Groups fighting to oust the Libyan leader Muammar Gaddafi have seized the city of Zawiya, 50km from the capital, Tripoli.
Also on Sunday, the United Nations Security Council imposed travel bans and asset freezes on Colonel Gaddafi, and members of his family and inner circle.
The Libyan government took journalists to Zawiya on Sunday morning.
The BBC reports that instead of a show of government force, reporters saw opposition fighters manning the barricades in the city centre and flying their flag.
Tripoli remains in the control of Col Gaddafi, who is facing the biggest challenge to his 41-year rule.
Pro-Gaddafi forces are encircling Zawiya, which saw fierce fighting last week.
But a BBC producer on the government-organised trip says the opposition has control of the centre, where hundreds of demonstrators have gathered.
Some of them are firing weapons into the air, saying they are protesting peacefully but are ready to fight, the reporter adds.
In a televised speech on Thursday, Col Gaddafi addressed the people of Zawiya, saying young people were being duped with drugs and alcohol to take part in "destruction and sabotage".
The unanimous vote at the UN Security Council meeting also approved referring the Libyan regime to the International Criminal Court for alleged abuses during the current violence.
The UN estimates more than 1000 people have died in the revolt against the country's leadership.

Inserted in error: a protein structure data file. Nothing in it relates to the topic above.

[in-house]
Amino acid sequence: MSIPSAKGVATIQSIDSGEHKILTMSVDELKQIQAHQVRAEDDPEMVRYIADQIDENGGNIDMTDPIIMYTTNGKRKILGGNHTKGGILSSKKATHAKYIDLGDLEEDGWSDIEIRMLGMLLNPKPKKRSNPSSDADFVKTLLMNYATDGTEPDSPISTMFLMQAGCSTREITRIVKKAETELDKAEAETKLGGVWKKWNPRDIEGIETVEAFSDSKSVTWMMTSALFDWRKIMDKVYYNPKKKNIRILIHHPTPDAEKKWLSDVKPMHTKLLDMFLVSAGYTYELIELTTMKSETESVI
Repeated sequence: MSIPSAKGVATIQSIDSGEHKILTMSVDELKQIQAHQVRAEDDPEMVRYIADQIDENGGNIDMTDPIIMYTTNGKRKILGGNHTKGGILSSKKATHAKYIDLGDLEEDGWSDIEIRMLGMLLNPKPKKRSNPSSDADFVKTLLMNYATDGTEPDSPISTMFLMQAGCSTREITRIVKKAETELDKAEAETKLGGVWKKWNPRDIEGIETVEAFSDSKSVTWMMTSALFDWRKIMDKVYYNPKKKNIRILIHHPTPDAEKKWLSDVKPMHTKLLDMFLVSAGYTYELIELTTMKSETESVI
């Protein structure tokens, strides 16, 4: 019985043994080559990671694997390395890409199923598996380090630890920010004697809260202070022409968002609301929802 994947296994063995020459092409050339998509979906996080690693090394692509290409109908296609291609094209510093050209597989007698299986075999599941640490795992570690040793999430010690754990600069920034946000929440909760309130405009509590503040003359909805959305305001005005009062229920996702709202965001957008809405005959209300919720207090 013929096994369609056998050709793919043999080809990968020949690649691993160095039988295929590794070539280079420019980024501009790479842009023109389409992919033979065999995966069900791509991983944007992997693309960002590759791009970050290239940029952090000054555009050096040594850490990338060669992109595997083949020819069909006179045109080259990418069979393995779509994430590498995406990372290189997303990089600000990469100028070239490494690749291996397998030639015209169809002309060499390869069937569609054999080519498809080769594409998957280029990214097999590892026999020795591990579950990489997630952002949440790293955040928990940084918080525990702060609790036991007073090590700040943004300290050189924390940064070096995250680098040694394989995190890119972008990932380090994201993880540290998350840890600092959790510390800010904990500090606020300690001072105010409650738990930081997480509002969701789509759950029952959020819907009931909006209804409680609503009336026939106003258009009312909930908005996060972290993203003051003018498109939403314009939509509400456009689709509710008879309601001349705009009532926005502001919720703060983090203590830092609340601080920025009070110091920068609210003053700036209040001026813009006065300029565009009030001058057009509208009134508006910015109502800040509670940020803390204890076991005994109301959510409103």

A transitional government for Libya is reportedly being formed in Benghazi.
The former justice minister, Mustafa Abdel-Jalil, says the body will prepare for elections in three months and will have both military and civilian members.
The Tripoli airport is chaotic, with thousands of people trying to leave the country.
Concern is growing internationally about a growing number of refugees and displaced people from Libya.
The United Nations' secretary general Ban Ki Moon told the Security Council that 22,000 people have fled to Tunisia and another 15,000 to Egypt.
Stand down, says Obama
United States President Barack Obama has for the first time said Colonel Gaddafi should step down and leave the country now.
He made his position clear in a call with German Chancellor Angela Merkel, the White House says.
The president says when a leader's only means of staying in power is to use mass violence against his own people he has lost the legitimacy to rule.
On Friday the United States said it would soon impose sanctions on Libya and bluntly said Gaddafi's legitimacy had been reduced to zero.
And the British Foreign Secretary William Hague has said "it is time" for Col Gaddafi to step down.
His comments came after the airlift of 150 oil workers, many of them British, from desert camps in Libya. About 300 British nationals remain stranded.
Speaking on the BBC, Mr Hague said: "Of course, it is time for Colonel Gaddafi to go, that is the best hope for Libya."